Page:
Instead of celebrating milestones as they prepare to enter what a few months ago was the best job market in half a century, college students throughout the Bay Area are worrying about their futures as a result of the COVID-19 pandemic and the historic wave of unemployment it has unleashed.
Students who earned their diplomas in the fall are still struggling to secure work. New graduates are finding that job opportunities allowing remote work are even harder to come by. And those who are only part way through college are grappling with how a potential shift to online classes in the fall will affect not just their undergraduate plans but also longer-term goals for graduate school and future careers.
“There’s definitely this unspoken understanding that life is knocking us down,” said University of California, Berkeley, sophomore Jazmin Diaz, who has been connecting with classmates via videoconferencing apps. “Some of my friends work to help provide income for their families and others are dealing with their own mental health, so we spend the time we have together trying to keep the mood light.”
For the last seven weeks of the spring semester, all of Diaz’s classes were taught over Zoom — and with the new format, she found it difficult to learn and retain information from her lectures. In addition, some professors didn’t adjust their expectations for students struggling with their mental health.
The school has also left students in the dark about what the fall semester will look like. A message sent to the campus community by Chancellor Carol Christ and Executive Vice Chancellor Paul Alivisatos said plans for the 2020-21 school year are still unclear.
“Because we don’t know what the spread of COVID-19 will look like over the course of the next few months, each committee has been asked to develop plans for three scenarios for the fall semester,” read the email. It said the final decision about the fall semester will be announced by mid-June.
For Diaz, the uncertainty and the challenges she expects online education to present based on her experience so far has her considering withdrawing for the fall semester.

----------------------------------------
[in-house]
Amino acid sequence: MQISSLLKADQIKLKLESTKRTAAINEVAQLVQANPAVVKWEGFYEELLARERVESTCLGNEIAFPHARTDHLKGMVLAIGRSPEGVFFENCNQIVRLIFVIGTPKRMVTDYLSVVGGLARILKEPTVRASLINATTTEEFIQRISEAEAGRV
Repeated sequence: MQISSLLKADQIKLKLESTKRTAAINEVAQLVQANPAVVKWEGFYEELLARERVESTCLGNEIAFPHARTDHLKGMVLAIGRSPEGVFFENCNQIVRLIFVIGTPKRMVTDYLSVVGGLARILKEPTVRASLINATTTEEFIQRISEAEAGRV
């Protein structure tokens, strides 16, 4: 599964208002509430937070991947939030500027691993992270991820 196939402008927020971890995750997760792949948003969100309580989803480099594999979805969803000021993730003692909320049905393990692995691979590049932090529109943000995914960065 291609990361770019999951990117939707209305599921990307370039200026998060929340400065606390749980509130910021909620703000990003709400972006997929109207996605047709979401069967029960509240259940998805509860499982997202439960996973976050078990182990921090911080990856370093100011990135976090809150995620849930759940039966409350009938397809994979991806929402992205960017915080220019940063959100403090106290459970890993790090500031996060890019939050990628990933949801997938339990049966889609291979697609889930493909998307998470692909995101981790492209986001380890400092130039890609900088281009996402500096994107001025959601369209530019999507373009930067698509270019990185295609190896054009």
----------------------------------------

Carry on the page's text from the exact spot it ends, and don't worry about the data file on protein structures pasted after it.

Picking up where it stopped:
Meanwhile, recent graduates are stuck in limbo.
Due to the massive surge in unemployment, Camilla Hernandez, a San Francisco State University fall 2019 graduate, has been competing with experienced candidates for entry-level positions. Close to 39 million Americans have applied for jobless benefits over the nine weeks ending May 21.
Census taker was one of the jobs Hernandez applied for. Although she got a response to her application, it went nowhere. “They were like, we’re gonna have to wait three months to call you back because there’s a really long wait list,” she said.
The pandemic has left Hernandez anxious about more than her future. It’s fueled concerns about her health and how that could affect her family. The risk of infecting her family was in the back of her mind as she filled out job applications, so the only jobs in her field she initially applied to were those offering remote work. She eventually moved out of her parents’ home so she could broaden her job search and keep her family safe.
“I lived with my parents, aunt and uncle who are all very high risk; they are all old or have various diseases, so I was just scared,” Hernandez said. “So, if I did get a job there’d be a chance I’d have to leave my house.”
Although no potential employers have responded, Hernandez views her bachelor’s degree in health education with a minor in women’s health issues as her ace in the hole.
“The main part of my field is community organizing, getting involved with people and disease prevention which I think will be a more prominent thing in the post pandemic world,” Hernandez said.
Like Diaz, Brontë Sorotsky found the adjustment to online classes difficult at first, especially in her news production class. She’s just completed her final semester as a broadcast and electronic communication arts major at San Francisco State University.
At the start, having her production class moved online prevented her from being able to use the studio and the equipment needed to shoot the weekly newscast the class produces for the university. But by the end of the spring semester, her class had learned how to successfully produce the show using online video tools instead, she said. Sorotsky is applying to small news broadcast markets in Eureka, Bakersfield, Redding, Chico, as well as towns in Washington and Oregon.
“At first it seemed a bit grim, but my professor Dina Ibrahim kept reminding us that places keep hiring,” she said. “I know it’s not all doom and gloom, but there are definitely a lot fewer job openings.”
She said she feels fortunate to have been able to experience a part of her final college year on campus, something her friends who will take online classes this fall won’t get. “They don’t know if what happened to us is going to happen to them,” Sorotsky said. “We don’t know how long this pandemic is going on. So I think everyone is just feeling a bit lost, maybe even more so for people that are continuing school.”
That’s certainly the case for Diaz, who’s weighing whether to return to school this fall.
“If I decide to take a semester off from school and wait for things to settle down, I lose almost a year and set back my four-year plan to graduate with my two majors in Spring 2022, which then sets back my plans for law school,” said Diaz. “It’s a ripple effect that I need to consider closely before making any decisions.”
If the administration comes to the decision in mid-June that fall semester is going to be exclusively online, Diaz expects to live with her family in Garden Grove instead of living on campus.